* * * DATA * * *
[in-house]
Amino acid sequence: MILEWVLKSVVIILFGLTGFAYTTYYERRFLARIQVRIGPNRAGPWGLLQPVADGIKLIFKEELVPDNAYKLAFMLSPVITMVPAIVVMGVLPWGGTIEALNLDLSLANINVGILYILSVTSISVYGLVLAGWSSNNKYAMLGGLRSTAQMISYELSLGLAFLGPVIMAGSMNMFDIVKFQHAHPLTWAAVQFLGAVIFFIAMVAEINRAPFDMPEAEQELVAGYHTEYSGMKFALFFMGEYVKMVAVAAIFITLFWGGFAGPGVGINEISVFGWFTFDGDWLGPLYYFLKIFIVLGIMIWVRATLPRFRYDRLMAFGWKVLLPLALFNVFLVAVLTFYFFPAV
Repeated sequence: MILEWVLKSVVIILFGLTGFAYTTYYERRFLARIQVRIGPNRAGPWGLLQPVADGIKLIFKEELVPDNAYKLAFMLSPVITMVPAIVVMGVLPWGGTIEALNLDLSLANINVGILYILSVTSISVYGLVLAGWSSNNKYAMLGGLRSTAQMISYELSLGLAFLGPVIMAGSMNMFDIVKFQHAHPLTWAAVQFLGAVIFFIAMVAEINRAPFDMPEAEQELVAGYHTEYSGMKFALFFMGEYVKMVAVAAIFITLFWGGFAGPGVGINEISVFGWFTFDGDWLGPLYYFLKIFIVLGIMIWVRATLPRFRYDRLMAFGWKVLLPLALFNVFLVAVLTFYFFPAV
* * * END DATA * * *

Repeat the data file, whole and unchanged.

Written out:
[in-house]
Amino acid sequence: MILEWVLKSVVIILFGLTGFAYTTYYERRFLARIQVRIGPNRAGPWGLLQPVADGIKLIFKEELVPDNAYKLAFMLSPVITMVPAIVVMGVLPWGGTIEALNLDLSLANINVGILYILSVTSISVYGLVLAGWSSNNKYAMLGGLRSTAQMISYELSLGLAFLGPVIMAGSMNMFDIVKFQHAHPLTWAAVQFLGAVIFFIAMVAEINRAPFDMPEAEQELVAGYHTEYSGMKFALFFMGEYVKMVAVAAIFITLFWGGFAGPGVGINEISVFGWFTFDGDWLGPLYYFLKIFIVLGIMIWVRATLPRFRYDRLMAFGWKVLLPLALFNVFLVAVLTFYFFPAV
Repeated sequence: MILEWVLKSVVIILFGLTGFAYTTYYERRFLARIQVRIGPNRAGPWGLLQPVADGIKLIFKEELVPDNAYKLAFMLSPVITMVPAIVVMGVLPWGGTIEALNLDLSLANINVGILYILSVTSISVYGLVLAGWSSNNKYAMLGGLRSTAQMISYELSLGLAFLGPVIMAGSMNMFDIVKFQHAHPLTWAAVQFLGAVIFFIAMVAEINRAPFDMPEAEQELVAGYHTEYSGMKFALFFMGEYVKMVAVAAIFITLFWGGFAGPGVGINEISVFGWFTFDGDWLGPLYYFLKIFIVLGIMIWVRATLPRFRYDRLMAFGWKVLLPLALFNVFLVAVLTFYFFPAV